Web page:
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Head Shots and Interview with Vicki Owen, Psychotherapist and Counsellor

Hi Vicki, Can you tell us about yourself and what inspired you to work in Northumberland?

I'm a psychotherapist and counsellor working in private practice in Wooler. I've recently moved to Northumberland from Nottingham, having visited here on holiday for many years. I love being outdoors walking and cycling and Northumberland is perfect because you can easily reach both wild hills and beautiful coastline.

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Which part of your job do you feel most passionate about?

I am hugely privileged to do my job. It takes courage to decide to come for therapy and it takes effort and persistence to stay and do the work. I have such admiration for the work my clients do with me and it's wonderful to see them start to feel more whole, connected and alive as a result.

What tips would you give to someone starting out in your industry? 

Do the best training you can afford, have personal therapy, and do as much CPD as you can. If you carry on learning and developing, you will be able to offer to help a wider range of the difficulties that clients bring to therapy.

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Who do you admire most in the world and why?

In the therapy world, Alice Miller was a tireless advocate for abused and neglected children, and the adults they grew in to. She died a few years ago but she has left inspiring books. More currently, Bessel van der Kolk is driving forward advancements in effective therapy for people who have been traumatised by painful experiences. One of his quotes I like is “Being able to feel safe with other people is probably he single most important aspect of mental health; safe connections are fundamental to meaningful and satisfying lives.”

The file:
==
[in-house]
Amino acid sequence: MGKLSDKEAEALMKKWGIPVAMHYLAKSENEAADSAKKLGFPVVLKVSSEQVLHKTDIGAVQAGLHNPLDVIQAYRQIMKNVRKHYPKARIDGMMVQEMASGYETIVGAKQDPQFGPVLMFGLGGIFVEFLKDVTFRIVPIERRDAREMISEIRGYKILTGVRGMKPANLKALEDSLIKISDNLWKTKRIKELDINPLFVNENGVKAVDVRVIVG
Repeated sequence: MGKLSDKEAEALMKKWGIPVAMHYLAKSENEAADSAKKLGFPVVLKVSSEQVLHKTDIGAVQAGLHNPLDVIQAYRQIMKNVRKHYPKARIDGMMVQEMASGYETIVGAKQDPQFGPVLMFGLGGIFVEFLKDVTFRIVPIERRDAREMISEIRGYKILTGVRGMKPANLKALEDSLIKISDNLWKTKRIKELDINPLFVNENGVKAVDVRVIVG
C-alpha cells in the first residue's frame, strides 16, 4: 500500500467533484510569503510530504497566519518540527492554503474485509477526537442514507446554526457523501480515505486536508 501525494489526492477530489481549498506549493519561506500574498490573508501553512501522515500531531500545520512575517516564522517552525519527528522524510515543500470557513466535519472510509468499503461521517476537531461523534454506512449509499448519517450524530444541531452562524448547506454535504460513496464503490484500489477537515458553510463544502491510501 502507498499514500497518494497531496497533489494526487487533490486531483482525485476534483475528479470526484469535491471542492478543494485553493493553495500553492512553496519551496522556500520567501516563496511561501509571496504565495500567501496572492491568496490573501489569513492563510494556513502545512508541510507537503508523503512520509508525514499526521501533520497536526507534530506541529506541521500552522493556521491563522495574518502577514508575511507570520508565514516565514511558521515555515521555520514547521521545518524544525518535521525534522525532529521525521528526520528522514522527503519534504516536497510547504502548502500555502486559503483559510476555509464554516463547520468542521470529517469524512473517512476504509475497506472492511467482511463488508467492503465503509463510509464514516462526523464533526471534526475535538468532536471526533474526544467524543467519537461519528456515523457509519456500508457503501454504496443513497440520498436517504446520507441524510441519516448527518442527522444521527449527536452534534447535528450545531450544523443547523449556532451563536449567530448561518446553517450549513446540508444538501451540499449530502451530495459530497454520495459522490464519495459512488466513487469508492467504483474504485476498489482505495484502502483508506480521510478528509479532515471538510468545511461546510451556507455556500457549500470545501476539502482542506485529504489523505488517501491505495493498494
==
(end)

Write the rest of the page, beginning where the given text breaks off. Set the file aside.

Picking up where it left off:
How will you use your head shots or how do you feel they have benefited your business?

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My headshots go on my website and on the professional registers I'm a member of (UKCP and BACP). They give people a chance to get a sense of me by seeing what I look like before deciding whether to meet me in person.

What are your future plans?

To continue offering therapy in beautiful Wooler! I'm planning to run some groups and workshops too. Individual therapy is expensive so I'd like to offer more affordable options for people. I have ideas about topics for workshops such as relaxation and mindfulness, listening and communication skills, and I'd like to run groups for women affected by sexual violence.

Headshots for John Casken, Composer

I spent a lovely morning with John in the stunning Harthope Valley (Northumberland National Park) shooting some head shots and details to include on his new website. www.johncasken.com

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Before I went to meet John I spent some time listening to his work, 'Apollinaire's Bird', this was during the school run I must add, it definitely made the children go at a different pace with getting ready!